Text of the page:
Isey’s ruminations in response to my post yesterday got me thinking more about death in comics. Death has been a part of superhero comics for a long time, and has been handled in varying ways. Sometimes it’s been done well, but more often it just seems like a last desperate attempt to do something shocking with a character that isn’t as relevant as they once were.
One of the earliest superhero deaths was that of Lightning Lad, way back in 1963. He remained dead for a less than a year and was then resurrected by super-science. There was never really any question that he would be back, though; even the end blurb of the story he died in alludes to his eventual resurrection. Gwen Stacy is another famous death from the 60’s, and one of the few that hasn’t been overturned. Later appearances have inevitably been clones.
These days, death and resurrection seem to go hand in hand, just another plot device among many. I can’t say I entirely disapprove of characters in superhero comics dying, but I do think it should be rare and meaningful. The death of the original Captain Marvel is a good example of a superhero death that was well handled and made for an excellent story. Much of the story is actually focused on how his friends and fellow superheroes deal with his death.
Barry Allen is another character whose death I can’t disapprove of. The Silver Age Flash went out in the most superheroic of ways, saving not just the world, not even just the universe, but an entire multiverse from destruction. His death in Crisis on Infinite Earths ended and era and passed the torch to his sidekick, Wally West, who took up the mantle of the Flash.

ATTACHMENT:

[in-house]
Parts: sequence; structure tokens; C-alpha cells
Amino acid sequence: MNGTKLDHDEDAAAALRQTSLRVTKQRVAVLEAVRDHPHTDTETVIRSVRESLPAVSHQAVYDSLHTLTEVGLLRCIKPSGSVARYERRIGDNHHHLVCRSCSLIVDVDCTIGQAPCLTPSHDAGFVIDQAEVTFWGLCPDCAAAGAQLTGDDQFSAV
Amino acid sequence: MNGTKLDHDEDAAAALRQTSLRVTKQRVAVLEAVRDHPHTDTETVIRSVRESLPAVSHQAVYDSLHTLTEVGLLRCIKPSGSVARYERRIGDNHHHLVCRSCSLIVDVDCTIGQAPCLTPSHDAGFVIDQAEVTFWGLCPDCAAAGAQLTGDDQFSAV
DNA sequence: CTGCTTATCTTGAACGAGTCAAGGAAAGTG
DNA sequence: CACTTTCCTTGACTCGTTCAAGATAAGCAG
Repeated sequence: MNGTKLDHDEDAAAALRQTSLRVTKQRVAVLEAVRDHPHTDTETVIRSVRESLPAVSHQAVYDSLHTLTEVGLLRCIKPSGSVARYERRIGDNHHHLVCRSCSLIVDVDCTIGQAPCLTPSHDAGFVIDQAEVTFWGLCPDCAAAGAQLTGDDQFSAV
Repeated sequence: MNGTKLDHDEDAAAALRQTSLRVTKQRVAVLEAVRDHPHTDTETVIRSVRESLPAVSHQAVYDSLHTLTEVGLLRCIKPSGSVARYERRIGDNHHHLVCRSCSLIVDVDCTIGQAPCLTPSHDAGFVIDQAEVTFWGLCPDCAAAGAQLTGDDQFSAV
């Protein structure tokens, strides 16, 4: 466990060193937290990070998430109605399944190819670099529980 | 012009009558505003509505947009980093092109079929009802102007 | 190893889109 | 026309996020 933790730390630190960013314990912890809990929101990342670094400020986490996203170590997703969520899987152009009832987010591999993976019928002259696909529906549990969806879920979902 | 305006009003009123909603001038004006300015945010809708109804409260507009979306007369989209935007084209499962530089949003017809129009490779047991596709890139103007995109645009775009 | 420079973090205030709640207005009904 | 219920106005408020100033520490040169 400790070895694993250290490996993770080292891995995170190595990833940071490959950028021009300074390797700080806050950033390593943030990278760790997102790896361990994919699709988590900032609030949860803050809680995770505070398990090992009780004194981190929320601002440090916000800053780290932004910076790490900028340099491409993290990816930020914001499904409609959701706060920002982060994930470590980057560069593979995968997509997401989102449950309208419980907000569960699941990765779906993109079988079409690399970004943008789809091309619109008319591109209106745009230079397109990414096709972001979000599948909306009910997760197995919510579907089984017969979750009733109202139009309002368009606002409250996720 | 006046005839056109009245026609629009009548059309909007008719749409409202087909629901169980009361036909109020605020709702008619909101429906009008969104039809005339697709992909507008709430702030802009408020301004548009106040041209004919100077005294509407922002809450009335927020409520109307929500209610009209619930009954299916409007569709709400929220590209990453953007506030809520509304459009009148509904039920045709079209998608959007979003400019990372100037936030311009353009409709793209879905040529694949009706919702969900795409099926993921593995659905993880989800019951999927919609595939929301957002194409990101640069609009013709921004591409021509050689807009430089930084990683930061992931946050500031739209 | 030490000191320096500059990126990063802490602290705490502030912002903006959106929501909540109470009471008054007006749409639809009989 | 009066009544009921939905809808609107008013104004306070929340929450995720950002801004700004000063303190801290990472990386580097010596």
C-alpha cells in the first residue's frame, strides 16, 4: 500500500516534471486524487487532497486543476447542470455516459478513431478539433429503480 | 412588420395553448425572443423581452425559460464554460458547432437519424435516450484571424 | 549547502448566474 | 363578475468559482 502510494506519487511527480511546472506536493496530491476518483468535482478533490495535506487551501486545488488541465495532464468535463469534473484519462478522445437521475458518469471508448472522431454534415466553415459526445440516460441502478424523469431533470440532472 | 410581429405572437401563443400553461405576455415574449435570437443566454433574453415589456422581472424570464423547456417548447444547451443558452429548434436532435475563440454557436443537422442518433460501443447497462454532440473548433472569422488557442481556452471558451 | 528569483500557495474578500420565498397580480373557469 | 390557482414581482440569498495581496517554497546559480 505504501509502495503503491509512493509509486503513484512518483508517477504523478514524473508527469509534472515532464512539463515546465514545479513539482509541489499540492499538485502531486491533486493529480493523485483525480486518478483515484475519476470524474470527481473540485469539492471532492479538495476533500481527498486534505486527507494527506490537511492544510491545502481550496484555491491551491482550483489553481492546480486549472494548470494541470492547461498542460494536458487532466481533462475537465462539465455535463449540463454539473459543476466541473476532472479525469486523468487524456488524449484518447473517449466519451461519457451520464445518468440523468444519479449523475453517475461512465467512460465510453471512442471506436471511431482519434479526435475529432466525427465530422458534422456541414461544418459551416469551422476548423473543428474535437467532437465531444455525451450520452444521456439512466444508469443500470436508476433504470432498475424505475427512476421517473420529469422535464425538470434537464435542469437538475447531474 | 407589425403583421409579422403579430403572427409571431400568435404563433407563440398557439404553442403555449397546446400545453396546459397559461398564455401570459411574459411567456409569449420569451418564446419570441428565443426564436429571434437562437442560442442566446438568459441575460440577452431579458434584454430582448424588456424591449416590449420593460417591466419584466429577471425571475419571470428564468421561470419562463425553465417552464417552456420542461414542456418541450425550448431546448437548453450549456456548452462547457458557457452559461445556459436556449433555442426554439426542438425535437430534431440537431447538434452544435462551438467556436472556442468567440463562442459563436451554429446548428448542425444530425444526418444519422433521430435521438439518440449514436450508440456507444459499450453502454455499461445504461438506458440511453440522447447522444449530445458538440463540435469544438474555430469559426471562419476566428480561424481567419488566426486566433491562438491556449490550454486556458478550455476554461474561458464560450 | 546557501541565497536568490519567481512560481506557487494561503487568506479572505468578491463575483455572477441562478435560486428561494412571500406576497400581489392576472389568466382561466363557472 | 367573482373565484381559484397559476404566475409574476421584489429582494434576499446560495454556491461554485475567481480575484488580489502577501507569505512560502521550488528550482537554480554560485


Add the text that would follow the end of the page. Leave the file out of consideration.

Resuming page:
More often, though, character death seems to be a way to try and raise the stakes by knocking off a few heroes to show that the threat should be taken seriously. Avengers Disassembled killed off Hawkeye, Vision, Ant-Man, Jack of Hearts, and Agatha Harkness among others to try and drive the threat of the Scarlet Witch’s madness home. It’s worth pointing out that the first three of those characters have all been returned to life since, and the remaining two could be easily brought back at any time based on their established powers.
It’s always possible that part of why I accept the deaths from longer ago is the simple fact that they occurred before I was reading comics. To me, Wally West was the Flash and Gwen Stacy had always been dead. I’m sure readers of the time were as dismayed by their deaths as I was when Nightcrawler died (he’s also back now, by the way). Time heals all wounds, and distance lends objectivity.
Ultimately, death is a part of the story now, for good or ill. I guess I can’t complain too much, since it seems even the most ignominious of superhero deaths have a silver lining. Without Avengers Disassembled we would never have gotten the sublime Young Avengers. And my all-time favorite superhero team owes its existence to one of the most derided of crossovers, the story that killed off the Fantastic Four and Avengers all at once, Onslaught.
Heroes Reborn, on the other hand, was pretty much 100% hot garbage.
Source: Thalen Speaks
Death in Comics